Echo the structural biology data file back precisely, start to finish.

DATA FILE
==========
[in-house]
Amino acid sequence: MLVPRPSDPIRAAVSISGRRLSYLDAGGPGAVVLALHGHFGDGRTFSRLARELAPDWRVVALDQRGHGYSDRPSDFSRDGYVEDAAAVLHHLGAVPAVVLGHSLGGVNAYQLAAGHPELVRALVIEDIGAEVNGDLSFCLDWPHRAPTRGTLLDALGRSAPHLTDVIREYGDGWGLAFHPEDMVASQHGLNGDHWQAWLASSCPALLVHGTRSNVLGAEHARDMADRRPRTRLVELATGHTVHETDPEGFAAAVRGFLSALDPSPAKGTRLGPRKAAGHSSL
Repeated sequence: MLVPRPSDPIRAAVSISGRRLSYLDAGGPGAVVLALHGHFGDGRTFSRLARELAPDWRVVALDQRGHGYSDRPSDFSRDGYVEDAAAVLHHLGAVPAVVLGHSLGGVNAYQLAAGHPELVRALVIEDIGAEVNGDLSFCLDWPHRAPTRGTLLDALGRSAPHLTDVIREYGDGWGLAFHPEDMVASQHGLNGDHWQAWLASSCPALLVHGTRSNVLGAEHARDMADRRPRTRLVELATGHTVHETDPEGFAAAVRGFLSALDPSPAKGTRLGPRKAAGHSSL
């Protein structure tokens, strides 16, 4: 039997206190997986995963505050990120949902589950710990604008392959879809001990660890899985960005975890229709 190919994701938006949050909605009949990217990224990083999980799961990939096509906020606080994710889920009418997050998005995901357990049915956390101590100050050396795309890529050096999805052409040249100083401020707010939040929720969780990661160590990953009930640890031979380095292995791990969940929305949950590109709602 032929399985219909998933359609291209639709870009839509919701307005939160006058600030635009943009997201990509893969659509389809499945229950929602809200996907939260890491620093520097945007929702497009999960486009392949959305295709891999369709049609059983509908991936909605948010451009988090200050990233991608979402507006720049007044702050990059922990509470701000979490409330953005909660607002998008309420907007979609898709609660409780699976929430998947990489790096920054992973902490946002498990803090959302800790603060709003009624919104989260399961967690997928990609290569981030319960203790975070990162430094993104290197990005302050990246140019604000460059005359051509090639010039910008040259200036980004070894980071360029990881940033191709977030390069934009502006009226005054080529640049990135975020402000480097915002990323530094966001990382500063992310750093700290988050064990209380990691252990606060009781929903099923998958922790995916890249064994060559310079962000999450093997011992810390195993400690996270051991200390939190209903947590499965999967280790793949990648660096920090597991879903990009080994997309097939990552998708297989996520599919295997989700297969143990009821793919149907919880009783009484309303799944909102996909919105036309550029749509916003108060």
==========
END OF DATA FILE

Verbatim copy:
[in-house]
Amino acid sequence: MLVPRPSDPIRAAVSISGRRLSYLDAGGPGAVVLALHGHFGDGRTFSRLARELAPDWRVVALDQRGHGYSDRPSDFSRDGYVEDAAAVLHHLGAVPAVVLGHSLGGVNAYQLAAGHPELVRALVIEDIGAEVNGDLSFCLDWPHRAPTRGTLLDALGRSAPHLTDVIREYGDGWGLAFHPEDMVASQHGLNGDHWQAWLASSCPALLVHGTRSNVLGAEHARDMADRRPRTRLVELATGHTVHETDPEGFAAAVRGFLSALDPSPAKGTRLGPRKAAGHSSL
Repeated sequence: MLVPRPSDPIRAAVSISGRRLSYLDAGGPGAVVLALHGHFGDGRTFSRLARELAPDWRVVALDQRGHGYSDRPSDFSRDGYVEDAAAVLHHLGAVPAVVLGHSLGGVNAYQLAAGHPELVRALVIEDIGAEVNGDLSFCLDWPHRAPTRGTLLDALGRSAPHLTDVIREYGDGWGLAFHPEDMVASQHGLNGDHWQAWLASSCPALLVHGTRSNVLGAEHARDMADRRPRTRLVELATGHTVHETDPEGFAAAVRGFLSALDPSPAKGTRLGPRKAAGHSSL
């Protein structure tokens, strides 16, 4: 039997206190997986995963505050990120949902589950710990604008392959879809001990660890899985960005975890229709 190919994701938006949050909605009949990217990224990083999980799961990939096509906020606080994710889920009418997050998005995901357990049915956390101590100050050396795309890529050096999805052409040249100083401020707010939040929720969780990661160590990953009930640890031979380095292995791990969940929305949950590109709602 032929399985219909998933359609291209639709870009839509919701307005939160006058600030635009943009997201990509893969659509389809499945229950929602809200996907939260890491620093520097945007929702497009999960486009392949959305295709891999369709049609059983509908991936909605948010451009988090200050990233991608979402507006720049007044702050990059922990509470701000979490409330953005909660607002998008309420907007979609898709609660409780699976929430998947990489790096920054992973902490946002498990803090959302800790603060709003009624919104989260399961967690997928990609290569981030319960203790975070990162430094993104290197990005302050990246140019604000460059005359051509090639010039910008040259200036980004070894980071360029990881940033191709977030390069934009502006009226005054080529640049990135975020402000480097915002990323530094966001990382500063992310750093700290988050064990209380990691252990606060009781929903099923998958922790995916890249064994060559310079962000999450093997011992810390195993400690996270051991200390939190209903947590499965999967280790793949990648660096920090597991879903990009080994997309097939990552998708297989996520599919295997989700297969143990009821793919149907919880009783009484309303799944909102996909919105036309550029749509916003108060």